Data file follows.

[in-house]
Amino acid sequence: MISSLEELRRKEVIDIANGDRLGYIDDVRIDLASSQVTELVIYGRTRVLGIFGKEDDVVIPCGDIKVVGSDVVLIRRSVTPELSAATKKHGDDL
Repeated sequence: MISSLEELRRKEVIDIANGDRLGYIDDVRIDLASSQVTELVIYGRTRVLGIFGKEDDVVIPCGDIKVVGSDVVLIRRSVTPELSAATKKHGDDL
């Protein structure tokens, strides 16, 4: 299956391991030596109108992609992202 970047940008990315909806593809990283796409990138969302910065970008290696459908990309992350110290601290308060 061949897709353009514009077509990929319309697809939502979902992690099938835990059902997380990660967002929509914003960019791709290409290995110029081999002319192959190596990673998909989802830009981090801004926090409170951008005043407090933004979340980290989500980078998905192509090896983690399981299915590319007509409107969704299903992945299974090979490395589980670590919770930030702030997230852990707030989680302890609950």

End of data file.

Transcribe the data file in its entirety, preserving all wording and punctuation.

[in-house]
Amino acid sequence: MISSLEELRRKEVIDIANGDRLGYIDDVRIDLASSQVTELVIYGRTRVLGIFGKEDDVVIPCGDIKVVGSDVVLIRRSVTPELSAATKKHGDDL
Repeated sequence: MISSLEELRRKEVIDIANGDRLGYIDDVRIDLASSQVTELVIYGRTRVLGIFGKEDDVVIPCGDIKVVGSDVVLIRRSVTPELSAATKKHGDDL
């Protein structure tokens, strides 16, 4: 299956391991030596109108992609992202 970047940008990315909806593809990283796409990138969302910065970008290696459908990309992350110290601290308060 061949897709353009514009077509990929319309697809939502979902992690099938835990059902997380990660967002929509914003960019791709290409290995110029081999002319192959190596990673998909989802830009981090801004926090409170951008005043407090933004979340980290989500980078998905192509090896983690399981299915590319007509409107969704299903992945299974090979490395589980670590919770930030702030997230852990707030989680302890609950």